Looking around

Today’s guest picture is another from my sister Mary’s recent Lake District trip, It shows Ullswater.

Ullswater again

We were blessed with a whole day of lovely weather from dawn till dusk.  I didn’t quite manage to be up and about by dawn but I did get onto the bike about ten o’clock.  I was a bit delayed in starting my ride by trying to deal with an ominous creaking sound which has appeared recently.

I thought that it might be my saddle so I took it off and gave it a good clean and then put it back on rather nervously,.  It is all too easy to get the settings for the saddle position wrong resulting in posterior agony.  In the event, the saddle was positioned correctly to my relief but it turned out not to be the source of the squeak.  I may have to seek professional help.

I started out feeling a bit tired and cranky but the pedalling worked its usual magic and I was soon bowling along without an ache anywhere or a care in the world (except for a persistent creaking noise.)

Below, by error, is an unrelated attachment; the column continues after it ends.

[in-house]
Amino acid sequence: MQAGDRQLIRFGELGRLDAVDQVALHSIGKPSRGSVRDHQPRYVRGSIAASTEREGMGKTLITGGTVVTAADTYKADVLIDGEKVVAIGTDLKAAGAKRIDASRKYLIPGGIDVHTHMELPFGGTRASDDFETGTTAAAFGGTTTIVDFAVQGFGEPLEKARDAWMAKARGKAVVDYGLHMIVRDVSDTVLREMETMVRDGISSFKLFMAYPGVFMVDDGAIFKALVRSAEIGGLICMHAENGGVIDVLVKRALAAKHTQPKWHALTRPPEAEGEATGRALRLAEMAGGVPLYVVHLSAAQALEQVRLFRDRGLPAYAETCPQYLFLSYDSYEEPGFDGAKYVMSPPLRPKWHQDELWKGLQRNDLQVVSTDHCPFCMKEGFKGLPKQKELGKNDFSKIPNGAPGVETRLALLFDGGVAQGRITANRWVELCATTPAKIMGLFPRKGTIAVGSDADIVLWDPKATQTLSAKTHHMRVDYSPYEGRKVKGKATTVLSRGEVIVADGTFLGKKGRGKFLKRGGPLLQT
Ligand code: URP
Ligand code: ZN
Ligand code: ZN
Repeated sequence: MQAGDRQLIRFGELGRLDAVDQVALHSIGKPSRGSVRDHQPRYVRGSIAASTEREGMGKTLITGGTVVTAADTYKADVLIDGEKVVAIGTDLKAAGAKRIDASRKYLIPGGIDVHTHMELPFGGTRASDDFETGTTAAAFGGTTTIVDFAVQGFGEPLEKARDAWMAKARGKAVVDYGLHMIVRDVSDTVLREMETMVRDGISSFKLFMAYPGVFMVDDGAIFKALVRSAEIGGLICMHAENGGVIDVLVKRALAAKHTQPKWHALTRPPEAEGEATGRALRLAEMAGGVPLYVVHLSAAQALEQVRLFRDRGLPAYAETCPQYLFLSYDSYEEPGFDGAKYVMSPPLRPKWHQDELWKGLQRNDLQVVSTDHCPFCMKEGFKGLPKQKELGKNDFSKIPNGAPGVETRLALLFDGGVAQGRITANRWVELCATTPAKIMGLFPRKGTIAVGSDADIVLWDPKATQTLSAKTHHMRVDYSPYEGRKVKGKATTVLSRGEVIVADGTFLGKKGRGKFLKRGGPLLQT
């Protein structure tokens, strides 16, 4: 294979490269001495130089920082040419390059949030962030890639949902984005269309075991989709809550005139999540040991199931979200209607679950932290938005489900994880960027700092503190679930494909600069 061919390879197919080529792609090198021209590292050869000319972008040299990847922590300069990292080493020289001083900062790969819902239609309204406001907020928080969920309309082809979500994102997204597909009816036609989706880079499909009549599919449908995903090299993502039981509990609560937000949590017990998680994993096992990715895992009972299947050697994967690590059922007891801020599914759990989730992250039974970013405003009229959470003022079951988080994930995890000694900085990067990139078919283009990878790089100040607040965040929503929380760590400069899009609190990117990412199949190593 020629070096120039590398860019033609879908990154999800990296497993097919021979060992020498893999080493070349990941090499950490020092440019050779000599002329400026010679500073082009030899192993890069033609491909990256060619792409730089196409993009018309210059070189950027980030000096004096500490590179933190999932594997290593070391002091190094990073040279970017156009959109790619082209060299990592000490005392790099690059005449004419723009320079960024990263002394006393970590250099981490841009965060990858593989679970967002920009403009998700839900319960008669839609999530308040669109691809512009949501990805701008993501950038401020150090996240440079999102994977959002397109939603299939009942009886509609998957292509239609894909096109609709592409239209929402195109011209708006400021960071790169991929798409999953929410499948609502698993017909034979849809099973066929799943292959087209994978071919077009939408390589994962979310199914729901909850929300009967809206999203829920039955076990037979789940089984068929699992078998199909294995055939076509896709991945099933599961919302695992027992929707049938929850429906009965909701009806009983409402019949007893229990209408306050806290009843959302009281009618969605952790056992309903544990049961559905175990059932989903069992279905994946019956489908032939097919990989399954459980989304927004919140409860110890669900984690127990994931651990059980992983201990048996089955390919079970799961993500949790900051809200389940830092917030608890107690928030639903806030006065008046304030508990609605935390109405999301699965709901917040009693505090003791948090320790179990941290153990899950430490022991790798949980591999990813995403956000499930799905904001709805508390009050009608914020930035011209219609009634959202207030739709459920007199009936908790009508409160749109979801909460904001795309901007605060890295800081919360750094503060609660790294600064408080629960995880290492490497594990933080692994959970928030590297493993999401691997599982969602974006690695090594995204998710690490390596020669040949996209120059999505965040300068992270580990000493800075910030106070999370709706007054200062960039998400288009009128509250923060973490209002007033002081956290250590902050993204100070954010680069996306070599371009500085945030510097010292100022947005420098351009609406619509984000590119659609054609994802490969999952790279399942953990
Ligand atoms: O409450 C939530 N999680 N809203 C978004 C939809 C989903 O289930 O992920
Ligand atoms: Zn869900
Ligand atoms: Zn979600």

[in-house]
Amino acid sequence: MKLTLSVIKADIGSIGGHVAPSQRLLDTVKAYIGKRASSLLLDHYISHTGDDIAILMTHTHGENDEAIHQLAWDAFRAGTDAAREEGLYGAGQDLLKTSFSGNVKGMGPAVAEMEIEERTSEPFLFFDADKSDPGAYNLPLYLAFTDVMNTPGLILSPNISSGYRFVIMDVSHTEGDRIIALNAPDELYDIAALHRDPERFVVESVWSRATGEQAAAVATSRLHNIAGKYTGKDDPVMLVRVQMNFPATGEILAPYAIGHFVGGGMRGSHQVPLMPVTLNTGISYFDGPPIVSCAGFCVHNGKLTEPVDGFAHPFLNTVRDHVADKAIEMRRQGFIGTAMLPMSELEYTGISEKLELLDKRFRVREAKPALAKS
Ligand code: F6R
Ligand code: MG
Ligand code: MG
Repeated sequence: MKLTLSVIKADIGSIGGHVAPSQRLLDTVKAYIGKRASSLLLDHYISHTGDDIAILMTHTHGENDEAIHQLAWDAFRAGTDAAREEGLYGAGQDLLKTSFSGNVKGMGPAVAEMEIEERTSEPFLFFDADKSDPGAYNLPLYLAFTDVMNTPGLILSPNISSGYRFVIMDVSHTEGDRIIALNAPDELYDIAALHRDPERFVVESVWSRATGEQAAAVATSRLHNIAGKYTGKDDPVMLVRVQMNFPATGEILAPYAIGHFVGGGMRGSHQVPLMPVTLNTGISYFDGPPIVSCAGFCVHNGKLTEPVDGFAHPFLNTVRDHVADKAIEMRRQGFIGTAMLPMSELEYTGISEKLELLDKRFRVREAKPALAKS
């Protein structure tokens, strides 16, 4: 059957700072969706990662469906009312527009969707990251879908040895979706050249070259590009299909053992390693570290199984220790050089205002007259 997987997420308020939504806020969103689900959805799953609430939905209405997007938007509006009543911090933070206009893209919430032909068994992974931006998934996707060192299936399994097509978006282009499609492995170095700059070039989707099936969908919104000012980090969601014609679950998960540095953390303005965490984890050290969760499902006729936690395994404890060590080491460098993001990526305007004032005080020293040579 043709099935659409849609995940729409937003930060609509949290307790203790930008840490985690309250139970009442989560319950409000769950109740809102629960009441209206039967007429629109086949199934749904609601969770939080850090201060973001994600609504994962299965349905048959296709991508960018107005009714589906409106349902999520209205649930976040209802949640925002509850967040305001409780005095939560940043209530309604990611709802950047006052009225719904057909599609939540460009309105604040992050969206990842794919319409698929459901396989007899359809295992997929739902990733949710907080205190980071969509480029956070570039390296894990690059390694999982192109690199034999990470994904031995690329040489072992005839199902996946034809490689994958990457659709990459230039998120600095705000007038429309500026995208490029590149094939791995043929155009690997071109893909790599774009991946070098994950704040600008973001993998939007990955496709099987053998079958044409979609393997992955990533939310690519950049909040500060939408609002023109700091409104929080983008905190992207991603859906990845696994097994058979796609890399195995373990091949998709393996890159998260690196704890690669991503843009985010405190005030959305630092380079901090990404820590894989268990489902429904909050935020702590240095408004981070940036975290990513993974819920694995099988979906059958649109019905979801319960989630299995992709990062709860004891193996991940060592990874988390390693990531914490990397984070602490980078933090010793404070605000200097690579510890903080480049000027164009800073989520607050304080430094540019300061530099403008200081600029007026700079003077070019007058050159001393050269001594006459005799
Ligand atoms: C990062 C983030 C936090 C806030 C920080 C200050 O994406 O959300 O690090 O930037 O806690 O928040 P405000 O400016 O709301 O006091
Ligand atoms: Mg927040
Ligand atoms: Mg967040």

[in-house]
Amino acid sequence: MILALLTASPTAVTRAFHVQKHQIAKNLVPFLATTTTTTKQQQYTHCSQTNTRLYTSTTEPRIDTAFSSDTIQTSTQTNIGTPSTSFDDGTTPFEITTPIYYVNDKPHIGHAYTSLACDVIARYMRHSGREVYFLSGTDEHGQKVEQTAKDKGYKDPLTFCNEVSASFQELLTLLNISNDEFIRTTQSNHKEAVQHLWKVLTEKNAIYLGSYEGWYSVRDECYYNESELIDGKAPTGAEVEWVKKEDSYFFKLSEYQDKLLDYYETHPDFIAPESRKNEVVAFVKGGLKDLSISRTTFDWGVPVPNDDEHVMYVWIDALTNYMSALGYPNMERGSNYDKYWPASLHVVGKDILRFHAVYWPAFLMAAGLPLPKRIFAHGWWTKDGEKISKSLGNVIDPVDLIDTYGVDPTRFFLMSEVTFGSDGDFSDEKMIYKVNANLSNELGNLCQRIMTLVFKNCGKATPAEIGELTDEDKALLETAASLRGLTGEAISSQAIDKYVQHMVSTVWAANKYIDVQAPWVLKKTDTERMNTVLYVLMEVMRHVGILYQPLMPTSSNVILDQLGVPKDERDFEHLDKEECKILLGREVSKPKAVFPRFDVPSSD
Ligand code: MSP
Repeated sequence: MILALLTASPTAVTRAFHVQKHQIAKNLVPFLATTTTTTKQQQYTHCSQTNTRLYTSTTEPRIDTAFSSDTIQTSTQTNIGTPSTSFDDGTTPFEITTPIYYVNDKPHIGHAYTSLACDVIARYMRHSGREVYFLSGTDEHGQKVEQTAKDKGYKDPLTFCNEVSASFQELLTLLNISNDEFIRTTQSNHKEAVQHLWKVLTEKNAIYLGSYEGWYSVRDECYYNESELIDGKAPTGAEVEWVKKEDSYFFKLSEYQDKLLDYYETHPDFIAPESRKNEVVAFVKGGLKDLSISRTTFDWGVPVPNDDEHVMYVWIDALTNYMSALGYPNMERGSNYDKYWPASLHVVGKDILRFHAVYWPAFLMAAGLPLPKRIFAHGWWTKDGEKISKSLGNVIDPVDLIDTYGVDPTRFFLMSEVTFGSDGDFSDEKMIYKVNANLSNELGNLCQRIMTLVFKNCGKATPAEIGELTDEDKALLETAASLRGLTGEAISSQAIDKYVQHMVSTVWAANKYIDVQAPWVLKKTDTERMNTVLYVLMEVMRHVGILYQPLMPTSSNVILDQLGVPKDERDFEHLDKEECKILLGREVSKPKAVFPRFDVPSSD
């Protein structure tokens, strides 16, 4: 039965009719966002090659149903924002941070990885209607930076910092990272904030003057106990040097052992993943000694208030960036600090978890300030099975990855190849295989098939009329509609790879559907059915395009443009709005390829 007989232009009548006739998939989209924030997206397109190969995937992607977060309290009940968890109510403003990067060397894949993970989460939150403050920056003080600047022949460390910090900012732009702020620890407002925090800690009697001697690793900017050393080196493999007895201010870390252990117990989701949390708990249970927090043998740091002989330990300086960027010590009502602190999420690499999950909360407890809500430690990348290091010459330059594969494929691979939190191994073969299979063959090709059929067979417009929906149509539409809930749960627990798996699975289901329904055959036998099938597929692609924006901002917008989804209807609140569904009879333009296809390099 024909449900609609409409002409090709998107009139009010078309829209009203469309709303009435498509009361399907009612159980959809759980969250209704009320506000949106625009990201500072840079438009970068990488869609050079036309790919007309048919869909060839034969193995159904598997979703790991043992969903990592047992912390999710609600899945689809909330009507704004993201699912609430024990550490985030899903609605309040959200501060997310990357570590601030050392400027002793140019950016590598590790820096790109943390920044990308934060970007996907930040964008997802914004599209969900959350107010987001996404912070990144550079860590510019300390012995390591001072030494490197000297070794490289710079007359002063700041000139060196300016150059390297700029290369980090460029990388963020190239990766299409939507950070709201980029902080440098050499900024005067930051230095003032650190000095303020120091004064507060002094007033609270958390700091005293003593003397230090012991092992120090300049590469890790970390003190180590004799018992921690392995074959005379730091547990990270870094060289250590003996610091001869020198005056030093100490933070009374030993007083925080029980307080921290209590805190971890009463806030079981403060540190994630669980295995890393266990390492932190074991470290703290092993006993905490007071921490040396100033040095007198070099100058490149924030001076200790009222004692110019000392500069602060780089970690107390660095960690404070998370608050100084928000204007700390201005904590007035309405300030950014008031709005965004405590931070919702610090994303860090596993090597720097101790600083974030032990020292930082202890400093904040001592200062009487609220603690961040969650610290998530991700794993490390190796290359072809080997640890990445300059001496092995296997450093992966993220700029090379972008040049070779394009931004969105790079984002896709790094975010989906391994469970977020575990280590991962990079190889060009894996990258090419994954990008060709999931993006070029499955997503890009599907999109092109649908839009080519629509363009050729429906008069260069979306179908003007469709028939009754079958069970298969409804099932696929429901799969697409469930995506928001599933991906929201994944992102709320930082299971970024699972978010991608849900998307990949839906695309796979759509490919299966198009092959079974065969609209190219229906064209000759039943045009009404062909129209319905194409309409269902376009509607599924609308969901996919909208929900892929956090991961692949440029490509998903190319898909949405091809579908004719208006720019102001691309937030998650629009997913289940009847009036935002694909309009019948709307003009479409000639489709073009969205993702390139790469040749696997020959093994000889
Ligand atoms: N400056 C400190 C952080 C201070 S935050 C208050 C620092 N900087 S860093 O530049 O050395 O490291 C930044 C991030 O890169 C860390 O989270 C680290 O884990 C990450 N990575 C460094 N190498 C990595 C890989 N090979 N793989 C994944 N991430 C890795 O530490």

garmin route july 17My route took me over Callister and then along the back roads through Middlebie to Ecclefechan.  The six miles to the top of Callister were into the wind and I took them at a very steady pace but after that, with no big hills to worry about, I rolled along at a good pace for the rest of the ride. Sticking to quiet back roads, I pedalled through the fields to Brydekirk and then back towards Eaglesfield and on down to Hollee.

A click on the map will reveal details of the ride to those who have time hanging heavy on their hands.